In my very short time in Colby College I have seen firsthand how badly PWI fails students who do not fit their standard. Initially through conversation with some older students I heard about their many grievances with this institution but I refused to listen to what I believed to just be their “negativity”. Then as my semester progressed I started to feel that disconnect between myself and that six foot two blue eyed kid from a Boston private school whose parents made more than $200,000 a year. These kids had been groomed to be successful and achieve highly while me and many others like me had worked endlessly just to get into this school. There was no plan for when we got here as our only goal up till now was to just get here. But now we are here and we cannot seem to fit in with most of the other students, it feels like we are always swimming against the current. We have familial pressure to be academically successful yet we struggle endlessly just to come short. When we have time off we remain in school because travel is too expensive during these times but the others return home and get to recharge and recover from their grueling time here. People of color and first gen low income students are never even standing with the majority of their peers yet they are expected to succeed just as much. They carry around the weight of generations of poverty, many are the children of immigrants and hear the phrase “I left everything behind to give you an education”. Well now we are here getting that education and yet it feels wrong. Something is not right. We are put in a position to fail by these institutions whether they do it intentionally or not. We are brought here because we are statistics that make them look good. We are their ‘diversity” and yet once we get here we are given nothing. This is not just some attempt to victimize ourselves; through interactions I have met people who were broken down by this place. People who hardly even believed in mental struggles less than a year ago are now seeking any possible method of mental health help. They struggle with depression, imposter syndrome and many other mental health issues which all miraculously appeared after they came to this institution. No one is looking for handouts. All these students are looking for is help not feeling miserable everyday they wake up and are still here. That is why, in my performance, I want to give a platform for these struggles of my peers and so many others in institutions all over this country.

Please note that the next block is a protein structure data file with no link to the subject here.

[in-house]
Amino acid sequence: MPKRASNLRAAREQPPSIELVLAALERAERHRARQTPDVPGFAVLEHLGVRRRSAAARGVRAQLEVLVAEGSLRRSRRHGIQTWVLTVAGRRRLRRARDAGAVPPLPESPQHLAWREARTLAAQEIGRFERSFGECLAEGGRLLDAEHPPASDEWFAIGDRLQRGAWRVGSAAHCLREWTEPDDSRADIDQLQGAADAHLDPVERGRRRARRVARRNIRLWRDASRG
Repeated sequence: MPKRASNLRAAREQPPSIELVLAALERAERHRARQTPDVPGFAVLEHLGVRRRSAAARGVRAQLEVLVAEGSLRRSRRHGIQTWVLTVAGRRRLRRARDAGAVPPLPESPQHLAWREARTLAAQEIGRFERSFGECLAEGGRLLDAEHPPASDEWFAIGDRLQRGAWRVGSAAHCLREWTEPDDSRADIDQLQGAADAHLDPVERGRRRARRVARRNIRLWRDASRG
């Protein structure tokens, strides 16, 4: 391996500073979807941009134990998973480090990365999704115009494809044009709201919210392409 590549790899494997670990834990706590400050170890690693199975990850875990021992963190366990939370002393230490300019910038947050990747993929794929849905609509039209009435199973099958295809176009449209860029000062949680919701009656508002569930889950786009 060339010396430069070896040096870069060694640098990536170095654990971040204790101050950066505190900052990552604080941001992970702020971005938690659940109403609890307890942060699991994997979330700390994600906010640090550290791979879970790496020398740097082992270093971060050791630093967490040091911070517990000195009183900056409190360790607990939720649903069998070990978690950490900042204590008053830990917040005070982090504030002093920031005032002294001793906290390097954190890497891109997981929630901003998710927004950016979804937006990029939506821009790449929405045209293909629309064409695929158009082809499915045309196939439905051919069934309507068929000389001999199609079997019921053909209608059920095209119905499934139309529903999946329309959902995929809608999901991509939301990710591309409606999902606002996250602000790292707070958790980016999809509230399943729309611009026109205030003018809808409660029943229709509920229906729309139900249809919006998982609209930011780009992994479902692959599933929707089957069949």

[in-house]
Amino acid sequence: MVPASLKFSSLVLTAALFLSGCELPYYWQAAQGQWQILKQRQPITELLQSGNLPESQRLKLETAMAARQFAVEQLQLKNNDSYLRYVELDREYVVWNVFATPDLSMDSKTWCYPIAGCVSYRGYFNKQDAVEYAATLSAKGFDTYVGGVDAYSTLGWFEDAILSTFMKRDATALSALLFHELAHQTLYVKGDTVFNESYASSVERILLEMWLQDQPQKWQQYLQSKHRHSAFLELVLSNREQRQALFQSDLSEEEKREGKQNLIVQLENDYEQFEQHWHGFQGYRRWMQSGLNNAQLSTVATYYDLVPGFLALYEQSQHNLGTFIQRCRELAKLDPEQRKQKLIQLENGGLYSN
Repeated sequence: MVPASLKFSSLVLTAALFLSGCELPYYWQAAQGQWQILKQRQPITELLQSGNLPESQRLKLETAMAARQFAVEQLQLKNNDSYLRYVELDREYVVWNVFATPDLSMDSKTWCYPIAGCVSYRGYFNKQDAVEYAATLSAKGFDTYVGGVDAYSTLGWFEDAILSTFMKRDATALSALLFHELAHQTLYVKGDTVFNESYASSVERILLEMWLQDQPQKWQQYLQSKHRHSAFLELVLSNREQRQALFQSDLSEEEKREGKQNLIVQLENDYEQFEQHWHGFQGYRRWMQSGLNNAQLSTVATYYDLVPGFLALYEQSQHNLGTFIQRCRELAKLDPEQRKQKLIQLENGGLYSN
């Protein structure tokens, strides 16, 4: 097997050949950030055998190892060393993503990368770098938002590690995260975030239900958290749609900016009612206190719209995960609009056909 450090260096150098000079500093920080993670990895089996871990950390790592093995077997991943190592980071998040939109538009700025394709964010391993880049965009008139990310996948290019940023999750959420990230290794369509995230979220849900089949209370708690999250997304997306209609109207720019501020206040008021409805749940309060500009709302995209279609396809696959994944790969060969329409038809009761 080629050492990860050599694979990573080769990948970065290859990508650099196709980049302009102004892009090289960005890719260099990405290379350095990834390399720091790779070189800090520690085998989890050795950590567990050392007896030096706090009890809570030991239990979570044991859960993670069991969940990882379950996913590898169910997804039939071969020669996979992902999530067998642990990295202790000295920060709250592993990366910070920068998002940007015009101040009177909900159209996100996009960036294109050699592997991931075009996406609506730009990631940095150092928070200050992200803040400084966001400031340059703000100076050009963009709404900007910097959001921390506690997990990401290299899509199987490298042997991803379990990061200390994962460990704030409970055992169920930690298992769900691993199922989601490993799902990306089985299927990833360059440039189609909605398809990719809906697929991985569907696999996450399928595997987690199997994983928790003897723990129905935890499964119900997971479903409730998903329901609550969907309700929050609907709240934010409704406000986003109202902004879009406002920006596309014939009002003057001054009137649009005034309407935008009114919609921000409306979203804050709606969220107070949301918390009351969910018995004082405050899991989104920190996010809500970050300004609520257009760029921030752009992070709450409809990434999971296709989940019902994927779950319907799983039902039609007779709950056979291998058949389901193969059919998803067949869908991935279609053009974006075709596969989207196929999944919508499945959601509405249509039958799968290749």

—Brian Vera

Brian Vera performing Exhaustion

     As an artist and Colby first-year student from Houston, TX, adjusting to college life has had its ups and downs, both in and out of the classroom. I was inspired by all the events and experiences college students encounter during their university years, especially students of color. I have only attended Colby for four months, yet I have witnessed things that I did not expect to live through during my four years here. I have observed the effects that racism and classism has upon first generation students. Important women and peers in my life have experienced sexual violence during their first semester. I have noticed my friends’ mental health slowly decline because sometimes counseling is simply not enough help. I have watched the administration fail to address certain issues on our campus like limited housing. I have developed unhealthy eating habits due to various reasons such as the limited dining hall food selection. I know that I do not sleep enough hours, but most of all my friends and I have struggled to adjust to living so far away from home.

     However, college life is not always unpleasant. In fact, I like to remind myself about the wonderful experiences and opportunities that I have been granted at Colby whenever I feel down. My Colby friends and my friends attending other universities across the country also seem to easily recall great moments they have had at their colleges too. Often, I need to put things into perspective and think about how it only takes five positive experiences to outweigh one negative incident. There have definitely been more than five special moments here. I have formed healthy and supportive friendships with people from all backgrounds, I was accepted into a study abroad program in Spain, and I was hired by the Pugh Center of Equity, Diversity, and Inclusion where I love to work. Additionally, I have founded the Colby Spanish Club and I spent my fall break enjoying life with my best friends in Portland, ME and at The Apple Farm.

     College can be hard, and when things happen outside of my control it can be difficult to accept that. Nevertheless, I try to appreciate things or events I can control, and with that mindset, I have made great memories here at Colby. Try your best to understand what you can from my performance, and what you can’t, well then the meaning is lost in translation isn’t it?

—Domenica Gomez

Domenica Gomez performing Lost in Translation